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Scientists create microscope capable of taking photos 100 meters underwater

With the help of a newly developed underwater microscope, scientists are getting a closer look than ever at the smallest of creatures that roam the depths of the ocean.

Developed by Andrew Mullen and a team of researchers from Scripps Institution of Oceanography in California, the Benthic Underwater Microscope takes microscopy to new depths — quite literally — by enabling scientists to capture images of marine life measuring mere microns in size.

According to its creators, the underwater microscope is capable of working at depths of 100 meters, further down than any specialized microscope has ever been able to reach.

To achieve this, the microscope has been designed within a waterproof housing that holds the internals of the microscope and acts as a mounting point for the dedicated LED array and flexible lens component. The eight-light LED array enables scientists to properly expose the microscopic matter in even the darkest of environments, while the specialized lens makes it easy to quickly bring into focus the marine life.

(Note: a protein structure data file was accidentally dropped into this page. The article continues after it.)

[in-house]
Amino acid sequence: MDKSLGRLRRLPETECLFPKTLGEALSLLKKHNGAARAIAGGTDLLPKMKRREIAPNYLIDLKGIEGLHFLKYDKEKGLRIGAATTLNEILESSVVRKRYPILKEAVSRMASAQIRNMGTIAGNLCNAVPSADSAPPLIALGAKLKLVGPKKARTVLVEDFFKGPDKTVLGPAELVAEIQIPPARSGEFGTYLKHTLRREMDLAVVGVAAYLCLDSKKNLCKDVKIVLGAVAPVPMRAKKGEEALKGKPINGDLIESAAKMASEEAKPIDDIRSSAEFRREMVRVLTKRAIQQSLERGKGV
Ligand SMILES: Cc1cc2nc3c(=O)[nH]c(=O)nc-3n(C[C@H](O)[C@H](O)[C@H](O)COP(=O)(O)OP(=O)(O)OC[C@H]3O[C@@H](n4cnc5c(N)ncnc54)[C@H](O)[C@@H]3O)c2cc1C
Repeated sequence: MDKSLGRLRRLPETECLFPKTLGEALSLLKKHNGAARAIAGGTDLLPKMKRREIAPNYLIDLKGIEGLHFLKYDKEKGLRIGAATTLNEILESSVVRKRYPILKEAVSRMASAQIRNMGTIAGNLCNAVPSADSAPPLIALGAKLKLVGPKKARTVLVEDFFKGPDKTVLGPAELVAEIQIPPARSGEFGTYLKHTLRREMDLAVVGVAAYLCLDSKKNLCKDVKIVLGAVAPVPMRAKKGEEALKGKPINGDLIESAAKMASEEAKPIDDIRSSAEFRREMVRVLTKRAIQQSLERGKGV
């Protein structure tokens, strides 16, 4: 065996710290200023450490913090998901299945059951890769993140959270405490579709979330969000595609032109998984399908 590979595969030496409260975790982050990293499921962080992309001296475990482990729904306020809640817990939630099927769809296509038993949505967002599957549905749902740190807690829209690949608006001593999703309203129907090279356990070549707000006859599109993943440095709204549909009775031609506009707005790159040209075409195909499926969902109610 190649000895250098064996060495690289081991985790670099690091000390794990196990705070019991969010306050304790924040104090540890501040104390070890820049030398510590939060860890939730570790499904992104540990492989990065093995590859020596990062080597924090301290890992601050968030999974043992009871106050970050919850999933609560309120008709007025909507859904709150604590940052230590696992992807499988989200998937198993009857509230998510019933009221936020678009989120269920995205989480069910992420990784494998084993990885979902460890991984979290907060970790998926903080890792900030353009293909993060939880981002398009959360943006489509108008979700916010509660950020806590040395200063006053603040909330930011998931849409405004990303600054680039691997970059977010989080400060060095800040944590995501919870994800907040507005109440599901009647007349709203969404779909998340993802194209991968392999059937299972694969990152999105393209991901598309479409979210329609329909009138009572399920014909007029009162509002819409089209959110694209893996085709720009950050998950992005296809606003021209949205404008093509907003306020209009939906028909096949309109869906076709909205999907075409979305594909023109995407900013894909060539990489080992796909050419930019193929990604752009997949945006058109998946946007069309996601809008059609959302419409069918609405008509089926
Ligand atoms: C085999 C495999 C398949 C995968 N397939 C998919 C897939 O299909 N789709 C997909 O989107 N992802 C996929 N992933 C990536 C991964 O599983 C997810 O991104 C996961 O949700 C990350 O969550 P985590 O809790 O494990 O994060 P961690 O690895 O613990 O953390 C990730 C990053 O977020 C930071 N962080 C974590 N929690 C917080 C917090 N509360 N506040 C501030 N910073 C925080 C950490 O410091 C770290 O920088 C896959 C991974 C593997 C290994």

For processing the images captured with the microscope, researchers attach it to an underwater dive computer, which also acts as the control hub for adjusting the camera and its settings.

Although use of the microscope has just begun, its impact is already being felt by a group of researchers who are documenting the bleached coral reefs off the coast of Maui, Hawaii. Mullen and his team are using it to study how algae is taking over the coral reefs little by little.

By using the detailed images the Benthic Underwater Microscope captures, the team has already discovered that algae first attaches to the bleached coral by attaching itself to specific locations. Through this information and that yet to be discovered, they hope to make a macro impact on the world’s oceans with the help of a microscopic device.

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